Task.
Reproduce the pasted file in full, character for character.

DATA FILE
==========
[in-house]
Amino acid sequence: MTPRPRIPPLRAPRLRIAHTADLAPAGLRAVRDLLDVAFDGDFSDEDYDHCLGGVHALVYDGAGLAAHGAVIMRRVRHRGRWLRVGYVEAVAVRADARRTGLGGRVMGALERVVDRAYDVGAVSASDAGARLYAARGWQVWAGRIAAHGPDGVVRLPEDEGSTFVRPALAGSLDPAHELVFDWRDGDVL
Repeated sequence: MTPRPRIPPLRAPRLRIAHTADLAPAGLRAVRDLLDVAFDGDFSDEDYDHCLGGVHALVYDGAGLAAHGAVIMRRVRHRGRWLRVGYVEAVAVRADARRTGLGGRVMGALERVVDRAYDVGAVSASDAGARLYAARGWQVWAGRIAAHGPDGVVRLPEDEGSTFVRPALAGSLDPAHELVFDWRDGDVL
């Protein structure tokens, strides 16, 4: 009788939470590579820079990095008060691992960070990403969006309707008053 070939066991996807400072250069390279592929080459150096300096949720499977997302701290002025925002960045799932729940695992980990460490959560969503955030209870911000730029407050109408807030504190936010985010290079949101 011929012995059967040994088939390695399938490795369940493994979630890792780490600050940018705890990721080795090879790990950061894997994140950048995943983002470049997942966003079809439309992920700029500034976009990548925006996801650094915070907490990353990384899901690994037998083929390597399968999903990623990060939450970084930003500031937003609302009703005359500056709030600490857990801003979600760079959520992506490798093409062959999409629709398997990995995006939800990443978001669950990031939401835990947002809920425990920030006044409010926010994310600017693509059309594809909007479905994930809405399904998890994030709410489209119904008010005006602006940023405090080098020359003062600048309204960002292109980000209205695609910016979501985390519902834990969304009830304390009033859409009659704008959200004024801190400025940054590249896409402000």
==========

[in-house]
Amino acid sequence: MTPRPRIPPLRAPRLRIAHTADLAPAGLRAVRDLLDVAFDGDFSDEDYDHCLGGVHALVYDGAGLAAHGAVIMRRVRHRGRWLRVGYVEAVAVRADARRTGLGGRVMGALERVVDRAYDVGAVSASDAGARLYAARGWQVWAGRIAAHGPDGVVRLPEDEGSTFVRPALAGSLDPAHELVFDWRDGDVL
Repeated sequence: MTPRPRIPPLRAPRLRIAHTADLAPAGLRAVRDLLDVAFDGDFSDEDYDHCLGGVHALVYDGAGLAAHGAVIMRRVRHRGRWLRVGYVEAVAVRADARRTGLGGRVMGALERVVDRAYDVGAVSASDAGARLYAARGWQVWAGRIAAHGPDGVVRLPEDEGSTFVRPALAGSLDPAHELVFDWRDGDVL
């Protein structure tokens, strides 16, 4: 009788939470590579820079990095008060691992960070990403969006309707008053 070939066991996807400072250069390279592929080459150096300096949720499977997302701290002025925002960045799932729940695992980990460490959560969503955030209870911000730029407050109408807030504190936010985010290079949101 011929012995059967040994088939390695399938490795369940493994979630890792780490600050940018705890990721080795090879790990950061894997994140950048995943983002470049997942966003079809439309992920700029500034976009990548925006996801650094915070907490990353990384899901690994037998083929390597399968999903990623990060939450970084930003500031937003609302009703005359500056709030600490857990801003979600760079959520992506490798093409062959999409629709398997990995995006939800990443978001669950990031939401835990947002809920425990920030006044409010926010994310600017693509059309594809909007479905994930809405399904998890994030709410489209119904008010005006602006940023405090080098020359003062600048309204960002292109980000209205695609910016979501985390519902834990969304009830304390009033859409009659704008959200004024801190400025940054590249896409402000």